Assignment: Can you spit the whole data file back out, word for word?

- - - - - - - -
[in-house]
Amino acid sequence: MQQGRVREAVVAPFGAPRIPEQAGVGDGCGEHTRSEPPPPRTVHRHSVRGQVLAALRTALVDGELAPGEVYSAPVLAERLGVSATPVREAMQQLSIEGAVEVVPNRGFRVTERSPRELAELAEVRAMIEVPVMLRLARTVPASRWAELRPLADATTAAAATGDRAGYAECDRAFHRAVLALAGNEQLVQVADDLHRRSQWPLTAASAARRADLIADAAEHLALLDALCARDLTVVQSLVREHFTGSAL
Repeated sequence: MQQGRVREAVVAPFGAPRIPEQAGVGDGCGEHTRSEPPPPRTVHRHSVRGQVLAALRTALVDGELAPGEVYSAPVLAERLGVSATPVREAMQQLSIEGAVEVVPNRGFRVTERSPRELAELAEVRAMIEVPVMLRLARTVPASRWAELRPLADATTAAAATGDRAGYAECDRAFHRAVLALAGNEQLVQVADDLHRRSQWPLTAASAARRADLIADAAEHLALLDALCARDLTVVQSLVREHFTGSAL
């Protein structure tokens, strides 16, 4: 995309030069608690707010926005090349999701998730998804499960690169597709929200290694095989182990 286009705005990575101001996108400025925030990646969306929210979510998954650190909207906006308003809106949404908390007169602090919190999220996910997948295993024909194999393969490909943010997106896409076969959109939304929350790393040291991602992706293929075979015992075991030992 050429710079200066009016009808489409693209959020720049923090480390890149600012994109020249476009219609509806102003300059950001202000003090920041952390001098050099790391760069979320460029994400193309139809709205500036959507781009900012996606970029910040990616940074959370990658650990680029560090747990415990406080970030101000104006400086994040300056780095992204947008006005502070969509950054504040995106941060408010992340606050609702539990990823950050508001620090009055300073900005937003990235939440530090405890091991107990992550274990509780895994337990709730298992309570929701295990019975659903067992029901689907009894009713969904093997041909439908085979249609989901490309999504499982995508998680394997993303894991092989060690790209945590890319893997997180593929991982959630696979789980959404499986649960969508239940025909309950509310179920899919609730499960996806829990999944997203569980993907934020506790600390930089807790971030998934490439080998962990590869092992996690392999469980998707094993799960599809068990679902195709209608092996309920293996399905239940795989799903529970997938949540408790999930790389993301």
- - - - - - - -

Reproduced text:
[in-house]
Amino acid sequence: MQQGRVREAVVAPFGAPRIPEQAGVGDGCGEHTRSEPPPPRTVHRHSVRGQVLAALRTALVDGELAPGEVYSAPVLAERLGVSATPVREAMQQLSIEGAVEVVPNRGFRVTERSPRELAELAEVRAMIEVPVMLRLARTVPASRWAELRPLADATTAAAATGDRAGYAECDRAFHRAVLALAGNEQLVQVADDLHRRSQWPLTAASAARRADLIADAAEHLALLDALCARDLTVVQSLVREHFTGSAL
Repeated sequence: MQQGRVREAVVAPFGAPRIPEQAGVGDGCGEHTRSEPPPPRTVHRHSVRGQVLAALRTALVDGELAPGEVYSAPVLAERLGVSATPVREAMQQLSIEGAVEVVPNRGFRVTERSPRELAELAEVRAMIEVPVMLRLARTVPASRWAELRPLADATTAAAATGDRAGYAECDRAFHRAVLALAGNEQLVQVADDLHRRSQWPLTAASAARRADLIADAAEHLALLDALCARDLTVVQSLVREHFTGSAL
């Protein structure tokens, strides 16, 4: 995309030069608690707010926005090349999701998730998804499960690169597709929200290694095989182990 286009705005990575101001996108400025925030990646969306929210979510998954650190909207906006308003809106949404908390007169602090919190999220996910997948295993024909194999393969490909943010997106896409076969959109939304929350790393040291991602992706293929075979015992075991030992 050429710079200066009016009808489409693209959020720049923090480390890149600012994109020249476009219609509806102003300059950001202000003090920041952390001098050099790391760069979320460029994400193309139809709205500036959507781009900012996606970029910040990616940074959370990658650990680029560090747990415990406080970030101000104006400086994040300056780095992204947008006005502070969509950054504040995106941060408010992340606050609702539990990823950050508001620090009055300073900005937003990235939440530090405890091991107990992550274990509780895994337990709730298992309570929701295990019975659903067992029901689907009894009713969904093997041909439908085979249609989901490309999504499982995508998680394997993303894991092989060690790209945590890319893997997180593929991982959630696979789980959404499986649960969508239940025909309950509310179920899919609730499960996806829990999944997203569980993907934020506790600390930089807790971030998934490439080998962990590869092992996690392999469980998707094993799960599809068990679902195709209608092996309920293996399905239940795989799903529970997938949540408790999930790389993301």